The BBC is one of our shining assets – we must support it
3 min read
If it were not serious, we could be amused at the suggestion that freezing the BBC fee for two years will make a significant difference to household budgets.
Neither the process nor the proposal is impressive and the squeeze on BBC funding will not necessarily lead to progress.
Government should publish its assessment of alternatives; they could let Parliament know if there was Cabinet sub-committee consideration.
Has full Cabinet considered together all the cost increases that may press households hard in the coming years? How many private sector and publicly set costs, charges and prices can change in line with inflation, whether RPI, CPI with or without the H?
Has the Transport Secretary stopped rail fares changing? Has the Education Secretary abandoned inflation linked fees or charges?
The conservative approach is to keep what is good, what works - and to improve whenever possible
The House was told the wallets of hard-working people had to be protected from the household licence fee approaching 50 pence a day in five years’ time. BTBA is our household acronym for “believe that, believe anything”.
Reductions in spending power for households in my constituency can be the result of changes in earnings, in taxation or national insurance deductions, in the costs of food and other goods, in energy and fuel costs, in rail fares . . . and possibly under £10 a year, less than 20 pence a week or not quite 3 pence a day for the BBC.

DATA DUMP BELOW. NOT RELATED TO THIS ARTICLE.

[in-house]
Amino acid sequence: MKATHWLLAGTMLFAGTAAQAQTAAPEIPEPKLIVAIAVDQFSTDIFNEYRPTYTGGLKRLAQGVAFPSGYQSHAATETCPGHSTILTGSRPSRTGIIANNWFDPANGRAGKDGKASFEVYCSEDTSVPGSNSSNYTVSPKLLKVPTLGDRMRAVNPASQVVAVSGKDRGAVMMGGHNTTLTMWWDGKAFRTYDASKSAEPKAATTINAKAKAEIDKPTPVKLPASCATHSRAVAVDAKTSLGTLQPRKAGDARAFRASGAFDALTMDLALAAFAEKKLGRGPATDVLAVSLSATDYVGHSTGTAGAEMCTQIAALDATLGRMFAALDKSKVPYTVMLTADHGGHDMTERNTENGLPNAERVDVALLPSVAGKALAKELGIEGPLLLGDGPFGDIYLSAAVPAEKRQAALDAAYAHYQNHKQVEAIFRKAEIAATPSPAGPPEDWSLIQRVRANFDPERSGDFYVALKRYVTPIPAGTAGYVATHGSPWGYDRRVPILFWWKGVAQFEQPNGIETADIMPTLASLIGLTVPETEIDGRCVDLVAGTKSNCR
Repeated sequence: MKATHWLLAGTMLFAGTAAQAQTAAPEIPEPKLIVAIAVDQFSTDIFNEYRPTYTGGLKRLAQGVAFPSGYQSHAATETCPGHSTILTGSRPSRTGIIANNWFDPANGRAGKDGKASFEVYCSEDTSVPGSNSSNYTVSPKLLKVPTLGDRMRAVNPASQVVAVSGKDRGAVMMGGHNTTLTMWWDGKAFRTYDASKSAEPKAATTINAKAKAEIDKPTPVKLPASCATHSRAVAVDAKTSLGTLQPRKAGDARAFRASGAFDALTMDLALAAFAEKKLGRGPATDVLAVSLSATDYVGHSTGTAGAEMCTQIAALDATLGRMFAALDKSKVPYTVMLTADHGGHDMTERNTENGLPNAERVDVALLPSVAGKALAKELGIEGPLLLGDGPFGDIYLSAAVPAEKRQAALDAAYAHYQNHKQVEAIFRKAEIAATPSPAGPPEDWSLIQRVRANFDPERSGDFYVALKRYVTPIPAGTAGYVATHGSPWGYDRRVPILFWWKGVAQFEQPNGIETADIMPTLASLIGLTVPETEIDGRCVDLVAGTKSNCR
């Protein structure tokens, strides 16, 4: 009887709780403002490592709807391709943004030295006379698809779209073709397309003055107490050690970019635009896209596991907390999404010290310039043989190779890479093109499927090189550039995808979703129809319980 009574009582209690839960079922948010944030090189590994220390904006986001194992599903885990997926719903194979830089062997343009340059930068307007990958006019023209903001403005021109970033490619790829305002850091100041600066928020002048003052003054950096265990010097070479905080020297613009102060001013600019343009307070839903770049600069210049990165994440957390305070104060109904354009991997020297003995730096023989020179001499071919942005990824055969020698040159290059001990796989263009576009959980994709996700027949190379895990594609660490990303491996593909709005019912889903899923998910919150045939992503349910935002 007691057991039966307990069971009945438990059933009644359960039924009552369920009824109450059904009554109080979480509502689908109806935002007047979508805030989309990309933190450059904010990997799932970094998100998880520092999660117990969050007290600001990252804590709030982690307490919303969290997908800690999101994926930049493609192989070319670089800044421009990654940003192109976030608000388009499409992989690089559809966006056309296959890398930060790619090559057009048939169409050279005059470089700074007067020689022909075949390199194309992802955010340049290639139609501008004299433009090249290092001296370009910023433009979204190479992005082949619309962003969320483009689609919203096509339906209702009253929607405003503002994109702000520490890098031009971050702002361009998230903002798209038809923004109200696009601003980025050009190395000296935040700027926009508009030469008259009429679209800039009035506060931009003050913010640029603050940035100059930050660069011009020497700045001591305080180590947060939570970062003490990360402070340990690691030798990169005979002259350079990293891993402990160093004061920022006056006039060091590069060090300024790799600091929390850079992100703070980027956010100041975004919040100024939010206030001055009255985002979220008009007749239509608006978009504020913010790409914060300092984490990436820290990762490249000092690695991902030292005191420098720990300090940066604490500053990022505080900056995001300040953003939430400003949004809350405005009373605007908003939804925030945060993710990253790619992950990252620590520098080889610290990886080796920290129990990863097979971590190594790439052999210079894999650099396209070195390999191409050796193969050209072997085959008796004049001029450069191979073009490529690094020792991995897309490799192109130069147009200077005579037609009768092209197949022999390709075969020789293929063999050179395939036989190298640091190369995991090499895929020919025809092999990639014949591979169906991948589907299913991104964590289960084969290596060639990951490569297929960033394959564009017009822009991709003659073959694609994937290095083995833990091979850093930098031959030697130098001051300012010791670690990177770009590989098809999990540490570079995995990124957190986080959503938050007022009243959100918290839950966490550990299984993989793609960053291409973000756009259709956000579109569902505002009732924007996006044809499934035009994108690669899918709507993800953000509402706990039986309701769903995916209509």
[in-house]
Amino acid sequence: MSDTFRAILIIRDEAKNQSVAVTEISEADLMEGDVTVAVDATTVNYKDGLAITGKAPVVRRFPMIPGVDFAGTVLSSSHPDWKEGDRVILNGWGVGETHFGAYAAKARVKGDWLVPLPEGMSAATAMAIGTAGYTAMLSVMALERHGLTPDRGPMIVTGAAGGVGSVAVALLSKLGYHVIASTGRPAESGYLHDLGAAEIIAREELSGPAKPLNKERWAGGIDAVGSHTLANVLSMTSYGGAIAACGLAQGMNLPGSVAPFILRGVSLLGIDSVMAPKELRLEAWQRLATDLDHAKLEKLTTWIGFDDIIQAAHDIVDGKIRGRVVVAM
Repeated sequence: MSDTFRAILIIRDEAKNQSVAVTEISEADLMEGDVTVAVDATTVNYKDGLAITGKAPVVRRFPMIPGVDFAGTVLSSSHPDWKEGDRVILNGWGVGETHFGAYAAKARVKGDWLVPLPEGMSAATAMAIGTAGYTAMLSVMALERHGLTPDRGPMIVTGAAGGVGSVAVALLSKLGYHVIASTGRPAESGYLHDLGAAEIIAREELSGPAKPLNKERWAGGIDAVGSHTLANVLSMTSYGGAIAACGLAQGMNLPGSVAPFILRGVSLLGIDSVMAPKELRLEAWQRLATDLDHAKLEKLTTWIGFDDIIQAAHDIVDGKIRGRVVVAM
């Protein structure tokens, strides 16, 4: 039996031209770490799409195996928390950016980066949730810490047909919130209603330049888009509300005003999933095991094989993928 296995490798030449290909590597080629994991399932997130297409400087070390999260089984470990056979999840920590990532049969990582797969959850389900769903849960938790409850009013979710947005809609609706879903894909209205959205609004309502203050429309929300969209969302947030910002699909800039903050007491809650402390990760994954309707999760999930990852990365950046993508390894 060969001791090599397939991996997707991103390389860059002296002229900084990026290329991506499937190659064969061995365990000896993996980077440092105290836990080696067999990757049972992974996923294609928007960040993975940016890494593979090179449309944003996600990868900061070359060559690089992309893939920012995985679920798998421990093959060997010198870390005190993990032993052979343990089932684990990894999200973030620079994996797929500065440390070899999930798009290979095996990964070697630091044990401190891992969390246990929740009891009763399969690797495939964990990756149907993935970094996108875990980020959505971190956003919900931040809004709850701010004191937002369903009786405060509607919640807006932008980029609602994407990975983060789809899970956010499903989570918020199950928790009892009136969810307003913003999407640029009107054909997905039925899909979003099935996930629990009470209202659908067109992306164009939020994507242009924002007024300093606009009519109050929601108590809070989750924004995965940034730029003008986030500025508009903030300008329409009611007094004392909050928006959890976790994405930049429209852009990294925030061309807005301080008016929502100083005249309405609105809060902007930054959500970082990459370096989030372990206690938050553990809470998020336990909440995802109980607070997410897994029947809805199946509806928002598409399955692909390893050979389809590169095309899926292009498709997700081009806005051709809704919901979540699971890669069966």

A retired person from Shropshire, the county of my birth, wrote that it is clear that the UK public has huge respect for the BBC, using its services far more than they realise, including Radio 2 or 4 or 5 Live. It is one of the best-known names in the world, one of our shining assets.
Initiatives like baking cakes and ballroom dancing have become international institutions. There are so many more programmes that bring arts, education, discussion, wildlife and others to viewers and listeners.
“I wish more of your colleagues in the Commons realised the worth of an organisation that gives so much more back to the UK than it takes.”
I shall do all I can to support the role, achievements and distinctive future of the BBC in each way I can.
Two years ago, on 12 February 2020, the then BBC chair Sir David Clementi spoke to the University of Salford. He said the BBC has significant strengths and contributes a great deal to national life. These strengths should not be overlooked in the current debate.
Do not believe the BBC needs saving from digital alternatives. Even then, there were over four billion requests to iPlayer, three million users of BBC Sounds a week, the numbers using BBC News online up over 25 per cent year-on-year. It reaches 90 per cent of adults and 80 per cent of young people each week.
The BBC will continue to adapt to the evolving digital landscape. We can see its strategy is bearing fruit.
The BBC is vital to UK creative industries and culture; it contributes to communities around our nations and regions; it does great good for Britain around the world. Simply, Britain is a world leader in creativity and the BBC is at the heart of the creative ecosystem.
The BBC has rightly been described as a public contract between the broadcaster and those paying the licence fee, gaining a universal service committed to distinctiveness, impartiality, serving the nations and regions – meeting the public purposes in the 2017 Charter.
The conservative approach is to keep what is good, what works - and to improve whenever possible.
Sir Peter Bottomley is the Conservative MP for Worthing West and Father of the House.
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